Tags

Type your tag names separated by a space and hit enter

The effects of nocturnal compared with conventional hemodialysis on mineral metabolism: A randomized-controlled trial.
Hemodial Int. 2010 Apr; 14(2):174-81.HI

Abstract

Hyperphosphatemia is common among patients receiving dialysis and is associated with increased mortality. Nocturnal hemodialysis (NHD) is a long, slow dialytic modality that may improve hyperphosphatemia and disorders of mineral metabolism. We performed a randomized-controlled trial of NHD compared with conventional hemodialysis (CvHD); in this paper, we report detailed results of mineral metabolism outcomes. Prevalent patients were randomized to receive NHD 5 to 6 nights per week for 6to 10 hours per night or to continue CvHD thrice weekly for 6 months. Oral phosphate binders and vitamin D analogs were adjusted to maintain phosphate, calcium and parathyroid hormone (PTH) levels within recommended targets. Compared with CvHD patients, patients in the NHD group had a significant decrease in serum phosphate over the course of the study (0.49 mmol/L, 95% confidence interval 0.24-0.74; P=0.002) despite a significant reduction in the use of phosphate binders. Sixty-one percent of patients in the NHD group compared with 20% in the CvHD group had a decline in intact PTH (P=0.003). Nocturnal hemodialysis lowers serum phosphate, calcium-phosphate product and requirement for phosphate binders. The effects of NHD on PTH are variable. The impact of these changes on long-term cardiovascular and bone-related outcomes requires further investigation.

Authors+Show Affiliations

Department of Medicine, University of Calgary, Alberta, Canada.No affiliation info availableNo affiliation info availableNo affiliation info availableNo affiliation info availableNo affiliation info available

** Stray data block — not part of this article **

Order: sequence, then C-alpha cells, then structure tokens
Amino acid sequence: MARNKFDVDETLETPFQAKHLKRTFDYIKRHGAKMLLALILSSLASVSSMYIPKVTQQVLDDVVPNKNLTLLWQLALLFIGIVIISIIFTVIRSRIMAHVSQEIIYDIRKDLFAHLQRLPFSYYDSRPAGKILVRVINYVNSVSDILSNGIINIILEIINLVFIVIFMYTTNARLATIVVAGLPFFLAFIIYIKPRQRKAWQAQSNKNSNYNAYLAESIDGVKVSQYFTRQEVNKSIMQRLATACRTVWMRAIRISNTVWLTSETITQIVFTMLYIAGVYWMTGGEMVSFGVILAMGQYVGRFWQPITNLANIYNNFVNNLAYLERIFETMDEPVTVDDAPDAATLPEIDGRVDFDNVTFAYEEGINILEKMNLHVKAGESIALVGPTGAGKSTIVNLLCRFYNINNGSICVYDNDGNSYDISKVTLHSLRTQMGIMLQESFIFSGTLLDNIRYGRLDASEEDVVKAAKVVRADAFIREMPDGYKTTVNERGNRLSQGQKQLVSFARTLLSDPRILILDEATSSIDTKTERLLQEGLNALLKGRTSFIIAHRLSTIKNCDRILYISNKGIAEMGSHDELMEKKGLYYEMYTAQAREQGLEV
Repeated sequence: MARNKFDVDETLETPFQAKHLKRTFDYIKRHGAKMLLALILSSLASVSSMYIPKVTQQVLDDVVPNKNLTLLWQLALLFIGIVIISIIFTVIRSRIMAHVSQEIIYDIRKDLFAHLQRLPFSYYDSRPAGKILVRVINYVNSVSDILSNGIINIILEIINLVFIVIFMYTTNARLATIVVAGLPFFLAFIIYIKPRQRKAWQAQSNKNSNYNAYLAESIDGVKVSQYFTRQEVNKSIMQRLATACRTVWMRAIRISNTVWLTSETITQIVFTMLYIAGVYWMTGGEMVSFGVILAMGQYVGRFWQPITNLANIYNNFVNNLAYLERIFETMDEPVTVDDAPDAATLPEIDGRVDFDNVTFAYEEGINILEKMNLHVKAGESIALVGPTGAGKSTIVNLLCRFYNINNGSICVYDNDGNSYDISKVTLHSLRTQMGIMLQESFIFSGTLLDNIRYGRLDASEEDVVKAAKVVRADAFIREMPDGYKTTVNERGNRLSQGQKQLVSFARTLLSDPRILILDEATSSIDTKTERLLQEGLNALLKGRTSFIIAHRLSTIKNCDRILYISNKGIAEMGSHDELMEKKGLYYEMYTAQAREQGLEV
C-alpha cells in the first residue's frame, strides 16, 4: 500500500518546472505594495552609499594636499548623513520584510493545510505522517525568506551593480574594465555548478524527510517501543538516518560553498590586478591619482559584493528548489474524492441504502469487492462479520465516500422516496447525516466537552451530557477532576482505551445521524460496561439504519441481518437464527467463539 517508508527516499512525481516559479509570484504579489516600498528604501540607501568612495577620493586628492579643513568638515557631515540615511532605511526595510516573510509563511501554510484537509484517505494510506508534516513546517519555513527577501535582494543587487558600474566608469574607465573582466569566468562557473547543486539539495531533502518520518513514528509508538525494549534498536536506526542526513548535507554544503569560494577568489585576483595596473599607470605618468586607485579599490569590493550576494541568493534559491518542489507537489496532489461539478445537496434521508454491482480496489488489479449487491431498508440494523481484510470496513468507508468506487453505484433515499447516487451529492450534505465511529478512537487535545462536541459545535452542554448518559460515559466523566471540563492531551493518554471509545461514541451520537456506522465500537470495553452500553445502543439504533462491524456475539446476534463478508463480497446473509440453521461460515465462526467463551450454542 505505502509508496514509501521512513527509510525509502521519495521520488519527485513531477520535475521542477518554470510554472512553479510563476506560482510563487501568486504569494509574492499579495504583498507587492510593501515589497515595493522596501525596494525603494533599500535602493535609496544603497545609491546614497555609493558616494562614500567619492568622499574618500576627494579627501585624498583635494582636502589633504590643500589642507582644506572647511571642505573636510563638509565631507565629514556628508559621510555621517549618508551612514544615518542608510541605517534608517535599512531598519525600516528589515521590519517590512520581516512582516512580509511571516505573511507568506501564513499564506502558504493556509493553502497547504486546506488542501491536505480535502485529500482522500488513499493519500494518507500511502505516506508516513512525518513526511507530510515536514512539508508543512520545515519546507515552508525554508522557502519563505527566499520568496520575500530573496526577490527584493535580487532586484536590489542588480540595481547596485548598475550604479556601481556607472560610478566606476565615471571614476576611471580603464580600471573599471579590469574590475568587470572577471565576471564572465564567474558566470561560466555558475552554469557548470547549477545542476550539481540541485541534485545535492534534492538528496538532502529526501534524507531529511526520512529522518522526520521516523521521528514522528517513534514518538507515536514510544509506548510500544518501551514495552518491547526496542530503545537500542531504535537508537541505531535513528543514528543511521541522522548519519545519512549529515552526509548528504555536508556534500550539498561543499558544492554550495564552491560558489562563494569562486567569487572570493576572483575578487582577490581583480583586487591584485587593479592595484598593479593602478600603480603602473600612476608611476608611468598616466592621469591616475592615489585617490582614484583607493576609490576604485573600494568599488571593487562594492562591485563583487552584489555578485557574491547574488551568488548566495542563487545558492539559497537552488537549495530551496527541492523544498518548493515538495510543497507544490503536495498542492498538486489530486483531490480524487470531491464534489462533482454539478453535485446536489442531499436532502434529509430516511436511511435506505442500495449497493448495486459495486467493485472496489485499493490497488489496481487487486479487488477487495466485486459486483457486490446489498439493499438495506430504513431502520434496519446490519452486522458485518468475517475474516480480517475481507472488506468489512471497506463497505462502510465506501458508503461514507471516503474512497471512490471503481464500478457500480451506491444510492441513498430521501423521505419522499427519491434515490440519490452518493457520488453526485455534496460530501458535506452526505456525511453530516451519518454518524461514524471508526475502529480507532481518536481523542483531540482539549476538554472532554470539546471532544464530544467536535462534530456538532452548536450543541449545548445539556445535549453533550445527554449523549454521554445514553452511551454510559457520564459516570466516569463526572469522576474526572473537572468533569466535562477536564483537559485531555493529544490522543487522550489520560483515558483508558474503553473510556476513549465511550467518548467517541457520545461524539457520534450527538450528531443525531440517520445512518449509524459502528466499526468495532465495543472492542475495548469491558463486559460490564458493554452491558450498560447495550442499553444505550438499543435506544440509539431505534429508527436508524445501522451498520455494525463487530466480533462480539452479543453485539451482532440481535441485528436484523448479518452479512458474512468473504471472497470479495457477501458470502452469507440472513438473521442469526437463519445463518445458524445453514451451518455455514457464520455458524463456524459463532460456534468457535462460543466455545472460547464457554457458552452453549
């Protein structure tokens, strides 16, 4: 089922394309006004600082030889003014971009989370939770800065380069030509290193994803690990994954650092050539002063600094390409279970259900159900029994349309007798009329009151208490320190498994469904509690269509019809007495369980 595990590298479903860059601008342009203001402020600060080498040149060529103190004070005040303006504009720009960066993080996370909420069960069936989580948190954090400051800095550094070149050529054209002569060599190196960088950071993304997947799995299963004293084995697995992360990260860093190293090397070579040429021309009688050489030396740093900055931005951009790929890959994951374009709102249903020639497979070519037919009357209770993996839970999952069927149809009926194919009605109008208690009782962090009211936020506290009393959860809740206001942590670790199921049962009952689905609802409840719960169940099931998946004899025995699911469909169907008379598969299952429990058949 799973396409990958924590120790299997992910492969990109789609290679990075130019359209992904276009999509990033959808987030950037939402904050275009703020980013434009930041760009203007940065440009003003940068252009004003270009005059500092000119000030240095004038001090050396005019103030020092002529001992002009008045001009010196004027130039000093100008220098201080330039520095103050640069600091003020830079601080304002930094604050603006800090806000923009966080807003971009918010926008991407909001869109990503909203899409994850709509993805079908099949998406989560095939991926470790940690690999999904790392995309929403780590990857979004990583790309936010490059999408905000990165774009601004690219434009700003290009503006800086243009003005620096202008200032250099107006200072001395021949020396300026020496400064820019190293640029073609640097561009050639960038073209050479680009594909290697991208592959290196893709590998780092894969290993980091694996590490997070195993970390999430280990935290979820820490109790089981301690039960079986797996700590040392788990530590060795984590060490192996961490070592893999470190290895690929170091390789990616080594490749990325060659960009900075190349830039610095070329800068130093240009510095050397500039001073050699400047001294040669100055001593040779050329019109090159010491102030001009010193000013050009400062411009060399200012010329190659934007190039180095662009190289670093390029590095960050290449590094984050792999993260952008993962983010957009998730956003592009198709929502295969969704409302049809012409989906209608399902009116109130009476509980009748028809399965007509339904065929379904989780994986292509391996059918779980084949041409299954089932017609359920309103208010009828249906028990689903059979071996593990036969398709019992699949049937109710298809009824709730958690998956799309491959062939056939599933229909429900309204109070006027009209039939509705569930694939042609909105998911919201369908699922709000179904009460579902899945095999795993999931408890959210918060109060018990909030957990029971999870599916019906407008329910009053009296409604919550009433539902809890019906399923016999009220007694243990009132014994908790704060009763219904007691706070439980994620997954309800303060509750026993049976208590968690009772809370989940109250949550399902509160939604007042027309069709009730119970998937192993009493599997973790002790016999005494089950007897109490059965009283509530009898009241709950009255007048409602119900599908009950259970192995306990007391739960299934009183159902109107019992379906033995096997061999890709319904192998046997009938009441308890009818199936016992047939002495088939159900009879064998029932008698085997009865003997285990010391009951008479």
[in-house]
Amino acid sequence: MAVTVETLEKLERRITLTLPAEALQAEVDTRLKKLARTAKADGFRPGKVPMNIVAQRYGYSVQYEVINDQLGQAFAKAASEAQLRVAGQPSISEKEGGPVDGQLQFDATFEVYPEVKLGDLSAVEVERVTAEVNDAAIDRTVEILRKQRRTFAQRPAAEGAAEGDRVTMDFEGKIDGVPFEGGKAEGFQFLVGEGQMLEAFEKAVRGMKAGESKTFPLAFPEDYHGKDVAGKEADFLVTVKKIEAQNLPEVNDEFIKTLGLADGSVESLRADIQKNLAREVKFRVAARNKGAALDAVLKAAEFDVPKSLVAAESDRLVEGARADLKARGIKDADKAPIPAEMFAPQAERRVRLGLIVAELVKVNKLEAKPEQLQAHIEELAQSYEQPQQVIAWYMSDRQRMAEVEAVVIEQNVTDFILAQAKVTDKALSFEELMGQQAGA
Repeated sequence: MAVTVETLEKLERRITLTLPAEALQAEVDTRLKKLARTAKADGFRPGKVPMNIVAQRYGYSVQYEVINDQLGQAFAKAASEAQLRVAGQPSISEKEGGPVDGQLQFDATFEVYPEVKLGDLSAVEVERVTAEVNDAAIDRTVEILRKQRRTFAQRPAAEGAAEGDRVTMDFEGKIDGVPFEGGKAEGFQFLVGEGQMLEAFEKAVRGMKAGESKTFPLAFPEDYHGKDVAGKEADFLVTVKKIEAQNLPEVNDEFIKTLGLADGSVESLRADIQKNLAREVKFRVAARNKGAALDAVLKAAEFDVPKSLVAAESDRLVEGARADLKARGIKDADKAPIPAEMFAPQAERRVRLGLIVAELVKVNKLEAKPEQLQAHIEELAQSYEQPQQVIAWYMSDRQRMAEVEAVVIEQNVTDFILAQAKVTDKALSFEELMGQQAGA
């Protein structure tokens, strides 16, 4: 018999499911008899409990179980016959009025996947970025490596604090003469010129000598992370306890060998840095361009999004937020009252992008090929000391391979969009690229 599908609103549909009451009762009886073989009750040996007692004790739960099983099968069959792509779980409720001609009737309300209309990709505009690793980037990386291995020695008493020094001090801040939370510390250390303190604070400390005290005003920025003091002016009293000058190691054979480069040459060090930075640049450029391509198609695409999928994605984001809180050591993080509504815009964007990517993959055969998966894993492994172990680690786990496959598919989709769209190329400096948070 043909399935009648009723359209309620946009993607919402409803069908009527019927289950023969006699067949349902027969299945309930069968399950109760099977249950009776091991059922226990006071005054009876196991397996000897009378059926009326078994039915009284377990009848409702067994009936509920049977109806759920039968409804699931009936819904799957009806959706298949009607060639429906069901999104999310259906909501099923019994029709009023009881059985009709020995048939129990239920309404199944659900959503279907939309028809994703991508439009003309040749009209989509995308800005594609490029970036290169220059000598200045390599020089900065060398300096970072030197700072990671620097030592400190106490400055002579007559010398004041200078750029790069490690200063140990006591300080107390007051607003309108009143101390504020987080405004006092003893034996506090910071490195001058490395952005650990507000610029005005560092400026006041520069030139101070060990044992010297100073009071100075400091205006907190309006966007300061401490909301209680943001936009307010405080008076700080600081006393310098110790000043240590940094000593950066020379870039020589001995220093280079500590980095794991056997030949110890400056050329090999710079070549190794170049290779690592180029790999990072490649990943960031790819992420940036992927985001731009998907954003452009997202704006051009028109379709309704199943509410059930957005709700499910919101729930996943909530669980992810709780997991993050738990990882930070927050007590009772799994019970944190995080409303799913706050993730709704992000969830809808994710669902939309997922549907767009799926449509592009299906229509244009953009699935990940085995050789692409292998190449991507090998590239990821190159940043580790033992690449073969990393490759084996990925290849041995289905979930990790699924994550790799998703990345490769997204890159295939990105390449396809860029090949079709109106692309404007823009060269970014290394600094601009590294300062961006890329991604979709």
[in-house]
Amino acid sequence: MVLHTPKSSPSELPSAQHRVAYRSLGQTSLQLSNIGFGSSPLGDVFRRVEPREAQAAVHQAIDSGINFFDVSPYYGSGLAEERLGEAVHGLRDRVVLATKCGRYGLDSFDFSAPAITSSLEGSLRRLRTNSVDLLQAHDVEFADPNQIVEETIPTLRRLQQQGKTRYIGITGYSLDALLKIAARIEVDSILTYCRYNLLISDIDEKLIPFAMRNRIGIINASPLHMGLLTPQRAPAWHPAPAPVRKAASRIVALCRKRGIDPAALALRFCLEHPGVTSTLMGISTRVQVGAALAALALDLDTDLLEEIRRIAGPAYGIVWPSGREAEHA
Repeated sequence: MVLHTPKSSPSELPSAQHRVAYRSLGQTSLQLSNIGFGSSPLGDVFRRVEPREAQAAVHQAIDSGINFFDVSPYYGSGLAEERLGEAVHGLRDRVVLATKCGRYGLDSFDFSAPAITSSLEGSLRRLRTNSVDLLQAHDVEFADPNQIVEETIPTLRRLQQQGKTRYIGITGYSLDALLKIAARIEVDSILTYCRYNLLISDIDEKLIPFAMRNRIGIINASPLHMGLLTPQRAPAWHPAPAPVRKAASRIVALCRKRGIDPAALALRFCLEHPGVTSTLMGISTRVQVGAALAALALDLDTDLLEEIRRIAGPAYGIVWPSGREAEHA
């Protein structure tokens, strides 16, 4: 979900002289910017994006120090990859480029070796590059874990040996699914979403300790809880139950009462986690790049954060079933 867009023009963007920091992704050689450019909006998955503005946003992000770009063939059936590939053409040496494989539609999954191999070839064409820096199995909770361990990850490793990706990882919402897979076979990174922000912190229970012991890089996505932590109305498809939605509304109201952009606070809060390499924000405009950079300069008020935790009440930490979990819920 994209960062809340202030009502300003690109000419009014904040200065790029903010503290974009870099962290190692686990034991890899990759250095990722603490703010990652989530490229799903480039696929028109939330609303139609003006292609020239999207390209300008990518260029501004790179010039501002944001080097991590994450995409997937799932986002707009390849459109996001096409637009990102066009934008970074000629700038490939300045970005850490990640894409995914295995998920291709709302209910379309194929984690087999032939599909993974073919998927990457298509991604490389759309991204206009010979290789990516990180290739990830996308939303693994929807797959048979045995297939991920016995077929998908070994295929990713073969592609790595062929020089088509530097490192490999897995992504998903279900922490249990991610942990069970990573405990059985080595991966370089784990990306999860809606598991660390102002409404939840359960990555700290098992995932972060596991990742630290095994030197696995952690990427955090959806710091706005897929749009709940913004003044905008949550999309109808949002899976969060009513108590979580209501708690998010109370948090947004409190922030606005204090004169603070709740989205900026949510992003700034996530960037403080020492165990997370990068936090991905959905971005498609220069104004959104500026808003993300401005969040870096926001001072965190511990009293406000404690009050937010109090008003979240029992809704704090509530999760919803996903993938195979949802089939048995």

Pub Type(s)

Comparative Study
Journal Article
Randomized Controlled Trial
Research Support, Non-U.S. Gov't

Language

eng

PubMed ID

20041960

Citation

Walsh, Michael, et al. "The Effects of Nocturnal Compared With Conventional Hemodialysis On Mineral Metabolism: a Randomized-controlled Trial." Hemodialysis International. International Symposium On Home Hemodialysis, vol. 14, no. 2, 2010, pp. 174-81.
Walsh M, Manns BJ, Klarenbach S, et al. The effects of nocturnal compared with conventional hemodialysis on mineral metabolism: A randomized-controlled trial. Hemodial Int. 2010;14(2):174-81.
Walsh, M., Manns, B. J., Klarenbach, S., Tonelli, M., Hemmelgarn, B., & Culleton, B. (2010). The effects of nocturnal compared with conventional hemodialysis on mineral metabolism: A randomized-controlled trial. Hemodialysis International. International Symposium On Home Hemodialysis, 14(2), 174-81. https://doi.org/10.1111/j.1542-4758.2009.00418.x
Walsh M, et al. The Effects of Nocturnal Compared With Conventional Hemodialysis On Mineral Metabolism: a Randomized-controlled Trial. Hemodial Int. 2010;14(2):174-81. PubMed PMID: 20041960.
* Article titles in AMA citation format should be in sentence-case
TY - JOUR T1 - The effects of nocturnal compared with conventional hemodialysis on mineral metabolism: A randomized-controlled trial. AU - Walsh,Michael, AU - Manns,Braden J, AU - Klarenbach,Scott, AU - Tonelli,Marcello, AU - Hemmelgarn,Brenda, AU - Culleton,Bruce, Y1 - 2009/12/22/ PY - 2010/1/1/entrez PY - 2010/1/1/pubmed PY - 2010/9/9/medline SP - 174 EP - 81 JF - Hemodialysis international. International Symposium on Home Hemodialysis JO - Hemodial Int VL - 14 IS - 2 N2 - Hyperphosphatemia is common among patients receiving dialysis and is associated with increased mortality. Nocturnal hemodialysis (NHD) is a long, slow dialytic modality that may improve hyperphosphatemia and disorders of mineral metabolism. We performed a randomized-controlled trial of NHD compared with conventional hemodialysis (CvHD); in this paper, we report detailed results of mineral metabolism outcomes. Prevalent patients were randomized to receive NHD 5 to 6 nights per week for 6to 10 hours per night or to continue CvHD thrice weekly for 6 months. Oral phosphate binders and vitamin D analogs were adjusted to maintain phosphate, calcium and parathyroid hormone (PTH) levels within recommended targets. Compared with CvHD patients, patients in the NHD group had a significant decrease in serum phosphate over the course of the study (0.49 mmol/L, 95% confidence interval 0.24-0.74; P=0.002) despite a significant reduction in the use of phosphate binders. Sixty-one percent of patients in the NHD group compared with 20% in the CvHD group had a decline in intact PTH (P=0.003). Nocturnal hemodialysis lowers serum phosphate, calcium-phosphate product and requirement for phosphate binders. The effects of NHD on PTH are variable. The impact of these changes on long-term cardiovascular and bone-related outcomes requires further investigation. SN - 1542-4758 UR - https://www.unboundmedicine.com/medline/citation/20041960/The_effects_of_nocturnal_compared_with_conventional_hemodialysis_on_mineral_metabolism:_A_randomized_controlled_trial_ L2 - https://doi.org/10.1111/j.1542-4758.2009.00418.x DB - PRIME DP - Unbound Medicine ER -